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Government Officials Becoming More Aware of Underground Child Exchange

Posted on in Adoption

adoption, rehoming, child exhanges, underground adoption, Kane County family attorneyWhen it comes to interstate adoption, all 50 states adhere to the Interstate Compact on the Placement of Children (ICPC). The idea of interstate adoption is simple enough: if a child is born in one state and is adopted by parents in another state, then ICPC applies. The adoption will only go through if both states approve.

Last year, however, a Reuters investigation uncovered evidence that some families find ways of getting around ICPC. Known as “child exchange” or as “private re-homing,” Reuters revealed that adoptive parents were advertising children they no longer wanted through online bulletin boards. When the Reuters story surfaced in September 2013, no state (or the federal government) specifically prohibited this practice.

Reuters Investigation Spurs Some to Action

The Reuters investigation revealed that most private re-homings involve children adopted internationally. Because the United States generally does not follow up on foreign adoptions, some countries have made the process more difficult. Today the number of international adoptions is significantly lower than just a decade ago. But while foreign adoptees have been “exchanged” more frequently, domestic adoptees are at risk, too.

Although the underground re-homing market remains largely unregulated, the Reuters investigation spurred some states to action. Wisconsin, Louisiana, Colorado, and Florida increased restrictions on advertising and transferring child custody (Illinois has held hearings, but no law has been passed). Some federal government officials might also be compelled to act after the Senate Subcommittee on Children and Families recently held hearings on the practice.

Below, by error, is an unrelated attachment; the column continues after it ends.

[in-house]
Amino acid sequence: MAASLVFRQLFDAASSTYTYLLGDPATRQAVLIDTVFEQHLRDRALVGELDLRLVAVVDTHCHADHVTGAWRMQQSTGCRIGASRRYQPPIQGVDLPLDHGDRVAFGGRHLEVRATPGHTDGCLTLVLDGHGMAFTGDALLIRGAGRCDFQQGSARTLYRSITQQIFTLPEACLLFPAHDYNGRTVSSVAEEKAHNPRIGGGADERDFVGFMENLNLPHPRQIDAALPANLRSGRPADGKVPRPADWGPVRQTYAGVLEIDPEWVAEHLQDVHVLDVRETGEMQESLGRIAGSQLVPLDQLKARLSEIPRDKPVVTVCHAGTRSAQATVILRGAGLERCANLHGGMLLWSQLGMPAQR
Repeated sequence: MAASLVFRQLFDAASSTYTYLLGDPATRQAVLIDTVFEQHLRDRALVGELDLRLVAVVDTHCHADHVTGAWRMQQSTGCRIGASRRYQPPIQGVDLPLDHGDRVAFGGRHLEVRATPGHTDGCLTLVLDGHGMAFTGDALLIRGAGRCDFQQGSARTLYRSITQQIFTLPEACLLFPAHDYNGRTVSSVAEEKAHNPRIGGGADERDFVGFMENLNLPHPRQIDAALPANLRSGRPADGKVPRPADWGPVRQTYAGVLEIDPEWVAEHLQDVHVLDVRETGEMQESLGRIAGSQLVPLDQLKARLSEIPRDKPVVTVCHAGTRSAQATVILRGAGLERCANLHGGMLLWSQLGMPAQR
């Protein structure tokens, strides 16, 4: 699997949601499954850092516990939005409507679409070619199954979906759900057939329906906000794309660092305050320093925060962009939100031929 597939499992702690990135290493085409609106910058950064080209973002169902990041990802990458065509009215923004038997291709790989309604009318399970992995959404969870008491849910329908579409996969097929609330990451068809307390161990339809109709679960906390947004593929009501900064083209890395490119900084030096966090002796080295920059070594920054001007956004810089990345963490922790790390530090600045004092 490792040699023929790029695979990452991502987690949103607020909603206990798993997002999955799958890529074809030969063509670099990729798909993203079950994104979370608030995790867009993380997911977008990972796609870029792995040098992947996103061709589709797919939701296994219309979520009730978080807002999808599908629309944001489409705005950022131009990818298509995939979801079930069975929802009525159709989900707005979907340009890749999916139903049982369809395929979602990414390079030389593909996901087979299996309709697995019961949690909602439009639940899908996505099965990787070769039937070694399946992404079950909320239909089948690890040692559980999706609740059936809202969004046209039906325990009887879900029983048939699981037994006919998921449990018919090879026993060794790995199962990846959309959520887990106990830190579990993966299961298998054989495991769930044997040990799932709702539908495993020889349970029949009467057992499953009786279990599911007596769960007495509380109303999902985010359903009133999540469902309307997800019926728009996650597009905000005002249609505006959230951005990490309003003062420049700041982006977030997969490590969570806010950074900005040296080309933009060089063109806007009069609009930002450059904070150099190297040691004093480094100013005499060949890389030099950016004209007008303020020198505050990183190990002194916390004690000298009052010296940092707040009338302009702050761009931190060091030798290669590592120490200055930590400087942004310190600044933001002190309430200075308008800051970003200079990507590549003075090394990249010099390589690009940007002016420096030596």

Child Exchanges Via a Power of Attorney Transfer

Private re-homing is both cheaper and less time-consuming than the adoption process. It is also more dangerous. Legal adoptions require background checks, home inspections, and training for adoptive parents. Private re-homing simply requires an Internet connection. Without regulation, children can end up in abusive homes or with parents who lack the means to properly care for them.

A child often exchanges hands via a power of attorney document, which is a notarized statement declaring that another adult will care for the child. In some cases, transfer of custody can benefit the child. For example, if a child’s parents are going through hard times, then they might entrust their son or daughter with a relative, who would then have the legal authority to enroll the child in school or secure government benefits on his or her behalf.

The Reuters investigation revealed that some people involved in the underground re-homing market abused the purpose underlying the power of attorney transfer. In those cases, instead of serving as a stopgap, the power of attorney document acted as an illegal transfer of custody.

 Pursuing a Legal Adoption

While private re-homing is not expressly illegal in Illinois, our state does adhere to ICPC. We understand that the adoption process can be overwhelming, not to mention arduous and expensive. But there is no need to seek such back channels. Contact us today for a consultation. We will be beside you every step of the way to ensure your adoption process – whether you are putting a child up for adoption or you want to adopt a child – goes as smoothly and quickly as possible. Our experienced Illinois adoption attorneys can assist those in the St. Charles area.
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